madonna was still actively promoting her 1989 album “like a prayer” in the spring of 1990. in fact, the album’s fifth and final single, “keep it together” was still in the top 20 of the hot 100 after peaking at #10 in march of 1990. but a chance meeting with luis and jose xtravaganza of the legendary house of xtravaganza would inspire the creation of a song that became one the biggest culture moments of 1990.

released on march 27, 1990, “vogue” quickly became the most successful single of madonna’s career selling 6 million copies worldwide and reaching #1 in over 30 countries, including topping the us hit 100 in may of 1990. jose and luis not only served as lead choreographers, they were prominently featured in the “vogue” music video. it was through madonna’s and producer shep pettibone’s deep house track that the two xtravaganzas provided a glimpse of black and latinx ballroom culture in the accompanying music video that mainstream america had not yet seen.


since it’s release, the black queer and trans created art form of voguing has re-emerged in the mainstream via shows like “rupaul’s drag race,” the vice docu-series “my house” and most notably, the ever popular and critically acclaimed fx show, “pose.” in fact, the 1990 release and cultural impact of madonna’s “vogue” was a story arc across several episodes of the second season of “pose.”

so here we are 30 years after the release of one of pop music’s most commercially and culturally successful songs by one of pop’s most polarizing figures. i can attest to all of this because i was around to witness most of it. i have a clear memory of watching the teasers for “vogue’s” world premiere on mtv. i remember being in awe by the video’s imagery and wondering to myself, “is that a titty?”. i knew i was watching something so queer at a time when all things gay were associated to deviancy, aids and death. i also remember learning the choreography and showing it off to my aunt who quickly responded, “don’t you think those moves are kinda gay?” i didn’t respond but internally i was like, “bitch, duh!”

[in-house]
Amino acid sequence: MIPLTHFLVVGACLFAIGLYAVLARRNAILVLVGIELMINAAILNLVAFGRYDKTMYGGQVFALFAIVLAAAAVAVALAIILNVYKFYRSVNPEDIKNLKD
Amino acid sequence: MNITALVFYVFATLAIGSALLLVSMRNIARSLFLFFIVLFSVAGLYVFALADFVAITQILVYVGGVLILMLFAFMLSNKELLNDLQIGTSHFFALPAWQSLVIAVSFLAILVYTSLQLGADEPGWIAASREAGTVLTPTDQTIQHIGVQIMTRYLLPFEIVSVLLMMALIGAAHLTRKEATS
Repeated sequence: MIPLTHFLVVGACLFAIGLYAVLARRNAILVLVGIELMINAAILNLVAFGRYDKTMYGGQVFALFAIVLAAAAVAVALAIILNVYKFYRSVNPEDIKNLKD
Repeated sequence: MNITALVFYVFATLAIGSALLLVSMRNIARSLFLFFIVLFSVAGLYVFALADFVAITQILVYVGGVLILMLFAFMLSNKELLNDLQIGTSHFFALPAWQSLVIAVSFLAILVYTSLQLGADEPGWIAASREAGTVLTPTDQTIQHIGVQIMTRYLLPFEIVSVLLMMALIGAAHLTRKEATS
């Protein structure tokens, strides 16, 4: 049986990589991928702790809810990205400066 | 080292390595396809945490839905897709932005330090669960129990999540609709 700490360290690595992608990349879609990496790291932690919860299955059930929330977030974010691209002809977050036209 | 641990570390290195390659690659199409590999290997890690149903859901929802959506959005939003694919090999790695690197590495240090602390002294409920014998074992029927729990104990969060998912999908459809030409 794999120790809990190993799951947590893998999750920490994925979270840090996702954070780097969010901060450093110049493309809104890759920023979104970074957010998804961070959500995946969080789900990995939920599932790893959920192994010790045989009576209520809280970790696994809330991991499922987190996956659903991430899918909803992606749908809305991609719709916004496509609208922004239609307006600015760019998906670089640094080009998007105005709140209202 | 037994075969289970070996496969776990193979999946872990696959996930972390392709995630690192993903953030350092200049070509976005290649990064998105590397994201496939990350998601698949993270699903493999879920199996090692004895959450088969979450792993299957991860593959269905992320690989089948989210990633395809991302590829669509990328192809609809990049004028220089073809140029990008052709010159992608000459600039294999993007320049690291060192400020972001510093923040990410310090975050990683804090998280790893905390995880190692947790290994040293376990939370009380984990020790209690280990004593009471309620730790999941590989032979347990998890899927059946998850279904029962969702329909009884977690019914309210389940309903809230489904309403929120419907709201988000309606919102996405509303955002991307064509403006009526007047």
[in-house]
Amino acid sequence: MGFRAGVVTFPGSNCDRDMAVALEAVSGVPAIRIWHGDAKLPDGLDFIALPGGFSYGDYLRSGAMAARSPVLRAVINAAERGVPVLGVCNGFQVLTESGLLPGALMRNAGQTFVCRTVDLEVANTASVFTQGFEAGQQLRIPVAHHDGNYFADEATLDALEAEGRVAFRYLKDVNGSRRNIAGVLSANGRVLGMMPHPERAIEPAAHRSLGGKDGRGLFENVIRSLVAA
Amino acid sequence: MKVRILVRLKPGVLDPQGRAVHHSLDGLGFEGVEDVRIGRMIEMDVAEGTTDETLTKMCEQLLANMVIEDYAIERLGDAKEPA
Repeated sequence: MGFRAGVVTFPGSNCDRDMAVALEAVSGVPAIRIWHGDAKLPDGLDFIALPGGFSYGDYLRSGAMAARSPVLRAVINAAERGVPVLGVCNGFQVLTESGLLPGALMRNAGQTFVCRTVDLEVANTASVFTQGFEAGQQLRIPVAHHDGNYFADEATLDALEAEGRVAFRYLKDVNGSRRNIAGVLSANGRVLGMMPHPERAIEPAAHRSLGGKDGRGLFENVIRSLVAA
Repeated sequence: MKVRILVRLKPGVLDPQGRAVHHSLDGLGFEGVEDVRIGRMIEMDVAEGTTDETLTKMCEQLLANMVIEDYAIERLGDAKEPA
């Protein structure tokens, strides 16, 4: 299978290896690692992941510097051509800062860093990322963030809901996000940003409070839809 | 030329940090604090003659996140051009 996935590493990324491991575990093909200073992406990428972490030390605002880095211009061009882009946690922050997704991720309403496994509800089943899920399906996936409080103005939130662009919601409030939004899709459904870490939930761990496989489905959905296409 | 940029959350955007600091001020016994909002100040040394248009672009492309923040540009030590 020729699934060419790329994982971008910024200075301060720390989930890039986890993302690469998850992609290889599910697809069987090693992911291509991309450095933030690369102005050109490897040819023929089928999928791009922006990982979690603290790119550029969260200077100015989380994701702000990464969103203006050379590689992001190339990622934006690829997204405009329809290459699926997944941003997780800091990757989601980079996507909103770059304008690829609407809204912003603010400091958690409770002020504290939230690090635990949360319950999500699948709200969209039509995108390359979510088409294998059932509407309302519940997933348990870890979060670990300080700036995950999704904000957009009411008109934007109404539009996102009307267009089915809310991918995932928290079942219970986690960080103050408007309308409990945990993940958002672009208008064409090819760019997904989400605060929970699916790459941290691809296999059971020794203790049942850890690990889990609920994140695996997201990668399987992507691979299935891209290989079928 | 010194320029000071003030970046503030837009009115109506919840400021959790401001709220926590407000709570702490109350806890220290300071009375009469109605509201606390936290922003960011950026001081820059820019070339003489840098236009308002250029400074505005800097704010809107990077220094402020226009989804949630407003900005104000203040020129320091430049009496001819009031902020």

so in celebration of the “vogue’s” 30th anniversary, i wanted to ask a few friends around my grown and sexy age what they remember about the song. i asked my good friend, fellow queer historian and longtime madonna fan, juan, peter, who has long history in the philadelphia ballroom including being a member of the house of africa and my former mentor and former father of the house of ferraramo, kwame to share their memories of “vogue.”

louie: do you remember when you first heard “vogue”?

JUAN: i was in 5th or 6th grade when i first heard madonna’s vogue. that song was everywhere but it never really appealed to me. it didn’t really hit me till i was 14 and went to my first gay club, arena in hollywood, ca. the “older guys” i met through that scene – about 18-20 years old but at the time they seemed very adult – showed my friends and i what vogue was. i never really connected to the song till i saw live vogueing at arena. around that age, i also saw the “blonde ambition” tour broadcast on hbo, that whole thing became my obsession and my entry into queer culture. later in high school, a counselor in my lgbt support group showed us “paris is burning” and everything felt complete. being a madonna fan back then, when aids was still at the forefront of the lgbt community, being a madonna fan was code. now that i think about it, the song became a hit at the time that i came out and went to my first gay club.

KWAME: i think it was the world premiere of the video on mtv. if i had heard it before it wasn’t as exciting as waiting to see the visual.


louie: what were your initial thoughts about the song? about the video?

PETER: my initial thoughts about “vogue” when i first heard it, i was in delaware. i was hyped! i like “oh look, its gonna be on tv and there’s gonna be a video.” i was hype because voguing was coming out to the mainstream.